WASHINGTON – Massachusetts lawmakers, over the fierce objections of the White House, have succeeded in reviving a costly plan to build a jet fighter engine at General Electric’s Lynn plant in an effort to protect thousands of Bay State jobs.
When President Obama urged Congress earlier this year to cancel a series of major weapons programs deemed no longer needed, he specifically cited the effort to build a backup engine for the F-35 Joint Strike Fighter.
“We’re going to save money by eliminating unnecessary defense programs that do nothing to keep us safe – but rather prevent us from spending money on what does keep us safe,’’ Obama said in May. “One example is a $465 million program to build an alternate engine for the Joint Strike Fighter. The engine it has works. The Pentagon does not want – and does not plan to use – the alternate version.’’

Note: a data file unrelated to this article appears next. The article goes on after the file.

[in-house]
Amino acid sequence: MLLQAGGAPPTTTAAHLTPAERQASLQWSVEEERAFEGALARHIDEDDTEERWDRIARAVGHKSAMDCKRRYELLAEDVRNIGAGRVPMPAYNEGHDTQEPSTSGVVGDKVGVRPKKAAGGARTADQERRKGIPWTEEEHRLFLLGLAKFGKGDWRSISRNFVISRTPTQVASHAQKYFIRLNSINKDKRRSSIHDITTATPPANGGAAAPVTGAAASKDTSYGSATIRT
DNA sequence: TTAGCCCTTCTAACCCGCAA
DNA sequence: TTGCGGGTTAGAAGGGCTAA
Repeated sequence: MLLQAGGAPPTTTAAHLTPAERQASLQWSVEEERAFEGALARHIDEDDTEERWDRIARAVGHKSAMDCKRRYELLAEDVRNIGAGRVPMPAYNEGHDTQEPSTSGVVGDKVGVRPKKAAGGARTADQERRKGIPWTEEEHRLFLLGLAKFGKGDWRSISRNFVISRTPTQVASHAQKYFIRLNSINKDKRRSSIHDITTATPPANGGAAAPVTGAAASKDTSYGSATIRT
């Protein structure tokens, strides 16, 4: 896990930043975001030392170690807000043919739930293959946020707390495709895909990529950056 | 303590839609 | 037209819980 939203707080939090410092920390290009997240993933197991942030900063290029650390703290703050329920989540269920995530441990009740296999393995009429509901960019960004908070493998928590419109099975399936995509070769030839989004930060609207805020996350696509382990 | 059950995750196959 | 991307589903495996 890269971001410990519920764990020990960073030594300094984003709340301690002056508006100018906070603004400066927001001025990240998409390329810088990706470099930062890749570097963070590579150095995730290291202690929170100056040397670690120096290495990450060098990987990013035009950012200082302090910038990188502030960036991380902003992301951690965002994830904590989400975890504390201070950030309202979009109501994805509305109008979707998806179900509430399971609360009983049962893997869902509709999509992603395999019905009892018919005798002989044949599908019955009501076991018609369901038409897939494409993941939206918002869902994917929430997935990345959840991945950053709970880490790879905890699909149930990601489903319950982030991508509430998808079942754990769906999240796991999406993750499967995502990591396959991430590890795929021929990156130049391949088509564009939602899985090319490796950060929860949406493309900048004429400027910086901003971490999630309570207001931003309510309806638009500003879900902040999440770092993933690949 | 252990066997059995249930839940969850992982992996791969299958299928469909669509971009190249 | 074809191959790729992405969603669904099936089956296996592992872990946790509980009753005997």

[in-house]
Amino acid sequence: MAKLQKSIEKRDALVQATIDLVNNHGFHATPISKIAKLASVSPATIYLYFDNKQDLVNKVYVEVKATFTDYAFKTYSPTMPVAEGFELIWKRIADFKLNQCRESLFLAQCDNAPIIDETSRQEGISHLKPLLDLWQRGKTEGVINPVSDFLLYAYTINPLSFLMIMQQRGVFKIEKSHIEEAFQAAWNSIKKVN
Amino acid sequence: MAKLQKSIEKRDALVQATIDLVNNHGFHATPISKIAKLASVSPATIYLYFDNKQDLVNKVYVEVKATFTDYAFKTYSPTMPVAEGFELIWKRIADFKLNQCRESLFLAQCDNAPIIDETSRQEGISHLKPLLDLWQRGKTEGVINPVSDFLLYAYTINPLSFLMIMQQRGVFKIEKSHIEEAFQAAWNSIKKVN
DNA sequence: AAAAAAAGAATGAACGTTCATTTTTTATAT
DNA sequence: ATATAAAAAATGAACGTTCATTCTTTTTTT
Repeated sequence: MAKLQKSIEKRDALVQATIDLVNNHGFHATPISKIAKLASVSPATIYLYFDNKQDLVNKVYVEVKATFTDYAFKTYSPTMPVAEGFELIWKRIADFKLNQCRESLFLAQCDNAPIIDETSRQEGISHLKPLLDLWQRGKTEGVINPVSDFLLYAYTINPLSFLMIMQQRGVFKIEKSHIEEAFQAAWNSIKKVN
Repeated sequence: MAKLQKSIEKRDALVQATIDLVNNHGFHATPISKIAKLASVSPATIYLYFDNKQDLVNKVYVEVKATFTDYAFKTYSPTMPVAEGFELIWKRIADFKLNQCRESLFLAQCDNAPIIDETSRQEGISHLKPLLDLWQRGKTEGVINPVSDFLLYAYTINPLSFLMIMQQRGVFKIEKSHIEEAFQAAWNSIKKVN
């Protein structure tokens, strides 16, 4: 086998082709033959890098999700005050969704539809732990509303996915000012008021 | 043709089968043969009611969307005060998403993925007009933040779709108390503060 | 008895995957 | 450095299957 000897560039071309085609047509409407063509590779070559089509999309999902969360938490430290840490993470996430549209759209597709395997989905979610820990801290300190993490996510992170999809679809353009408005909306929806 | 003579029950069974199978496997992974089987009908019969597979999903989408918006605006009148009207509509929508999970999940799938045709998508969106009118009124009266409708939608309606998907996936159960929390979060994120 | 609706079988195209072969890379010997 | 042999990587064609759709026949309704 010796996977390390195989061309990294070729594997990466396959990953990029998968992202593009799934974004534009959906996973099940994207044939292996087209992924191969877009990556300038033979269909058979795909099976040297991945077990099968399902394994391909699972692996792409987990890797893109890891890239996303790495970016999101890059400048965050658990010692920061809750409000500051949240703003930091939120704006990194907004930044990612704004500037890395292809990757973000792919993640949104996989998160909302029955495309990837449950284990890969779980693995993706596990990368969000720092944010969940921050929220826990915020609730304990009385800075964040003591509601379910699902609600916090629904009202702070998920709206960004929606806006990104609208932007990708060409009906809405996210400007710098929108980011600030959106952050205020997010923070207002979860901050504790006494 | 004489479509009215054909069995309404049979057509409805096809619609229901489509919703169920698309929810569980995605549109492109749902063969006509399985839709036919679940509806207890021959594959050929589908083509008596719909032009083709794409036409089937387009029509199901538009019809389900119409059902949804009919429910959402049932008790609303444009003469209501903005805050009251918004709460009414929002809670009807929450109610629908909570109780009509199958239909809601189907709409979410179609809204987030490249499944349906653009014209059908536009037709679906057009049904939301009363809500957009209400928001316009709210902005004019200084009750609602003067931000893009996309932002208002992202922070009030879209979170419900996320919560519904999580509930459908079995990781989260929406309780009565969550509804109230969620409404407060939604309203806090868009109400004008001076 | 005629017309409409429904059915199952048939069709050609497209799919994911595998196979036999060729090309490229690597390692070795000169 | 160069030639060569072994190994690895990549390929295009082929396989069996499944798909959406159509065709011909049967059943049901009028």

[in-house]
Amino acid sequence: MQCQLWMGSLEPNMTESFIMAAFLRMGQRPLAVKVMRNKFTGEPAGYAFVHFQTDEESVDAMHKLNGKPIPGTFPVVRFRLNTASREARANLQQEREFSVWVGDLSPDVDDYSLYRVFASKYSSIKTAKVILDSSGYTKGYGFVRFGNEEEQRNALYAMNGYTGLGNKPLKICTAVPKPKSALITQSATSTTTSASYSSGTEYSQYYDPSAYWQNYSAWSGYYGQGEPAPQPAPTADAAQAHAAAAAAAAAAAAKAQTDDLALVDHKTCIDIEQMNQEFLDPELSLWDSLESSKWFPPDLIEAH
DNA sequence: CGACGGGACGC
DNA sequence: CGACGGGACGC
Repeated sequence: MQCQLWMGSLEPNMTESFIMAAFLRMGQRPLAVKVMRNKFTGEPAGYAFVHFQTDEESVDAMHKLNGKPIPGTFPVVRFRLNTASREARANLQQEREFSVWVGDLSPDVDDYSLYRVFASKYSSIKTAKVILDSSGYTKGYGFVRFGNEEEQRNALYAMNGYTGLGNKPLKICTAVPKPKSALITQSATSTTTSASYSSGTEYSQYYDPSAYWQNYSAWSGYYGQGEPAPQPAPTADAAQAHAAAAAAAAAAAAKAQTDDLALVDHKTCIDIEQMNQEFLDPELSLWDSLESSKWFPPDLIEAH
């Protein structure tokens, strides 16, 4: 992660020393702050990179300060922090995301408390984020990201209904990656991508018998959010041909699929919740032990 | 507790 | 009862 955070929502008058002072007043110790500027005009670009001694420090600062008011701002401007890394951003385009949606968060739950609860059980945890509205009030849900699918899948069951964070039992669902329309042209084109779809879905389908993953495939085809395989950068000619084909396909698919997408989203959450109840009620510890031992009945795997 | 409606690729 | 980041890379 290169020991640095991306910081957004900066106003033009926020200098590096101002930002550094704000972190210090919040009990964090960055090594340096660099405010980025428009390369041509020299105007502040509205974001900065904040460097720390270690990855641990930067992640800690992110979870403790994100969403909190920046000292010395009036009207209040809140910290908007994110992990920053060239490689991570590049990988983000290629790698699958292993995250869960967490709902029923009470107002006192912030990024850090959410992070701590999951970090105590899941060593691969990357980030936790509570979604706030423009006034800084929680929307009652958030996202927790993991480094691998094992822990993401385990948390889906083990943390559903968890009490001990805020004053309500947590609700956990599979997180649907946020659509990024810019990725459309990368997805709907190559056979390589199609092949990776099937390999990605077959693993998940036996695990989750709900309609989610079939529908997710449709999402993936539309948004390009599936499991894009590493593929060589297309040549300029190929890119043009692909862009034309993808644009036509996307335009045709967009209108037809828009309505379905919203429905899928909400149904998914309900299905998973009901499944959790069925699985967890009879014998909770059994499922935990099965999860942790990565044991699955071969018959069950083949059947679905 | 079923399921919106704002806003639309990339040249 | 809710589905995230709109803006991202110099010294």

But while Congress was ultimately persuaded to adopt most of Obama’s proposed weapons cuts – including canceling the F-22 fighter program – the GE program was rescued with the aid of several Massachusetts lawmakers who lobbied behind the scenes. It marked the fourth year in a row that Bay State lawmakers joined other lawmakers with GE jobs in their states to save the project from the Pentagon’s budget ax.
Senator John F. Kerry, a Massachusetts Democrat, said that GE officials had told his office that 1,000 jobs in Massachusetts will be saved or maintained once full production begins on the backup engine.
“There will also be some jobs gained, but maintaining jobs right now is very important,’’ he said yesterday, defending his efforts to persuade fellow lawmakers, including the highly influential Senator Daniel Inouye of Hawaii and Representative John Murtha of Pennsylvania, to overturn Obama’s proposal in a final vote on Saturday.
Inouye chairs the Senate Appropriations Committee, while Murtha oversees a House panel with jurisdiction over defense spending.
Kerry also used his influence with the White House to get it to back off a threatened presidential veto. He told the Globe that he ultimately got assurances from Rahm Emanuel, Obama’s chief of staff, that the president would not veto the fiscal year 2010 defense appropriations bill if the money for the engine was included. Obama signed the bill, which totals $626 billion, on Monday.